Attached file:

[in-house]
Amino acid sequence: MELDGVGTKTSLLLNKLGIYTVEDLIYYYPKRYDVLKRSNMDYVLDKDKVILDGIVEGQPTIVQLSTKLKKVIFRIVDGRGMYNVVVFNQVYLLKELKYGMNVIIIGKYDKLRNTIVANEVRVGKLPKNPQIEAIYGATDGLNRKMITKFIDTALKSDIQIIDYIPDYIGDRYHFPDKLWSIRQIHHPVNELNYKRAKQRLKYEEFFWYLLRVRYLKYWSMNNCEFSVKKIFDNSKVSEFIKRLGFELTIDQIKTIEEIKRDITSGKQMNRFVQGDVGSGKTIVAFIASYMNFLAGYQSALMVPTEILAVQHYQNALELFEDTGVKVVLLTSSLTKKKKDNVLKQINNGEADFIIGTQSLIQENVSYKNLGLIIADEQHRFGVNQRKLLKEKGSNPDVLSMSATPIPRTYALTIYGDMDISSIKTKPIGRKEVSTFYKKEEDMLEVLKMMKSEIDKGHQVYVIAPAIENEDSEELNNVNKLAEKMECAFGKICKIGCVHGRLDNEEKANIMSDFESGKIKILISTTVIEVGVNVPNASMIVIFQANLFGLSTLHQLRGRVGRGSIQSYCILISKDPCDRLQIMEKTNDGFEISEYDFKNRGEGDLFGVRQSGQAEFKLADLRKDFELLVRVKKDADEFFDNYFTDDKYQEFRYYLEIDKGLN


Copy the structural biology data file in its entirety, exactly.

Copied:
[in-house]
Amino acid sequence: MELDGVGTKTSLLLNKLGIYTVEDLIYYYPKRYDVLKRSNMDYVLDKDKVILDGIVEGQPTIVQLSTKLKKVIFRIVDGRGMYNVVVFNQVYLLKELKYGMNVIIIGKYDKLRNTIVANEVRVGKLPKNPQIEAIYGATDGLNRKMITKFIDTALKSDIQIIDYIPDYIGDRYHFPDKLWSIRQIHHPVNELNYKRAKQRLKYEEFFWYLLRVRYLKYWSMNNCEFSVKKIFDNSKVSEFIKRLGFELTIDQIKTIEEIKRDITSGKQMNRFVQGDVGSGKTIVAFIASYMNFLAGYQSALMVPTEILAVQHYQNALELFEDTGVKVVLLTSSLTKKKKDNVLKQINNGEADFIIGTQSLIQENVSYKNLGLIIADEQHRFGVNQRKLLKEKGSNPDVLSMSATPIPRTYALTIYGDMDISSIKTKPIGRKEVSTFYKKEEDMLEVLKMMKSEIDKGHQVYVIAPAIENEDSEELNNVNKLAEKMECAFGKICKIGCVHGRLDNEEKANIMSDFESGKIKILISTTVIEVGVNVPNASMIVIFQANLFGLSTLHQLRGRVGRGSIQSYCILISKDPCDRLQIMEKTNDGFEISEYDFKNRGEGDLFGVRQSGQAEFKLADLRKDFELLVRVKKDADEFFDNYFTDDKYQEFRYYLEIDKGLN